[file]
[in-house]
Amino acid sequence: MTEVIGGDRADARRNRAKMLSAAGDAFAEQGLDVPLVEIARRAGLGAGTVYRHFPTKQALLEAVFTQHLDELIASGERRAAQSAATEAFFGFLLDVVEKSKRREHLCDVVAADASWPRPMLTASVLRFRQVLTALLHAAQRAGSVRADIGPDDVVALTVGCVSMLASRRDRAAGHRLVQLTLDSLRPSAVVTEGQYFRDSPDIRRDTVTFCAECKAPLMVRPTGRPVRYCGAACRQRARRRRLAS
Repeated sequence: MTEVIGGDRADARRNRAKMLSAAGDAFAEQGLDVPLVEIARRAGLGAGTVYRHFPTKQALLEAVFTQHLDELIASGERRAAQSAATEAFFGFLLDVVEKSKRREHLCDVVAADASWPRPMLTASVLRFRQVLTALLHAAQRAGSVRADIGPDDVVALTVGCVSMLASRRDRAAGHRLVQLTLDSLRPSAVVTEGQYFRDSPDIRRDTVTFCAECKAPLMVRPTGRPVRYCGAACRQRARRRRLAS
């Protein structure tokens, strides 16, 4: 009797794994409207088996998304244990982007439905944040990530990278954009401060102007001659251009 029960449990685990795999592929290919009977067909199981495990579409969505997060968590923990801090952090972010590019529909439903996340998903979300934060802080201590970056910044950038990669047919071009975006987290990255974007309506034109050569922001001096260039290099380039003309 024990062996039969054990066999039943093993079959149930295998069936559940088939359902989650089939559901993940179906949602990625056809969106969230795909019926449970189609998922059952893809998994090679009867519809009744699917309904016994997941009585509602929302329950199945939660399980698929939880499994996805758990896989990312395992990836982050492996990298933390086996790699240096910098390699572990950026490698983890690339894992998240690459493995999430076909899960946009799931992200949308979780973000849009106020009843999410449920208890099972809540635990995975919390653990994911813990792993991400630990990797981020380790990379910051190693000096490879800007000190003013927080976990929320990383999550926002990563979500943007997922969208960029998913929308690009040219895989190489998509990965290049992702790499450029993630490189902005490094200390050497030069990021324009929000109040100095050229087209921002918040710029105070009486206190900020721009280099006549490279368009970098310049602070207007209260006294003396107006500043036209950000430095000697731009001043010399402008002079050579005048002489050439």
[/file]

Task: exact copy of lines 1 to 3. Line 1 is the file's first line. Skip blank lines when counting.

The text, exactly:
[in-house]
Amino acid sequence: MTEVIGGDRADARRNRAKMLSAAGDAFAEQGLDVPLVEIARRAGLGAGTVYRHFPTKQALLEAVFTQHLDELIASGERRAAQSAATEAFFGFLLDVVEKSKRREHLCDVVAADASWPRPMLTASVLRFRQVLTALLHAAQRAGSVRADIGPDDVVALTVGCVSMLASRRDRAAGHRLVQLTLDSLRPSAVVTEGQYFRDSPDIRRDTVTFCAECKAPLMVRPTGRPVRYCGAACRQRARRRRLAS
Repeated sequence: MTEVIGGDRADARRNRAKMLSAAGDAFAEQGLDVPLVEIARRAGLGAGTVYRHFPTKQALLEAVFTQHLDELIASGERRAAQSAATEAFFGFLLDVVEKSKRREHLCDVVAADASWPRPMLTASVLRFRQVLTALLHAAQRAGSVRADIGPDDVVALTVGCVSMLASRRDRAAGHRLVQLTLDSLRPSAVVTEGQYFRDSPDIRRDTVTFCAECKAPLMVRPTGRPVRYCGAACRQRARRRRLAS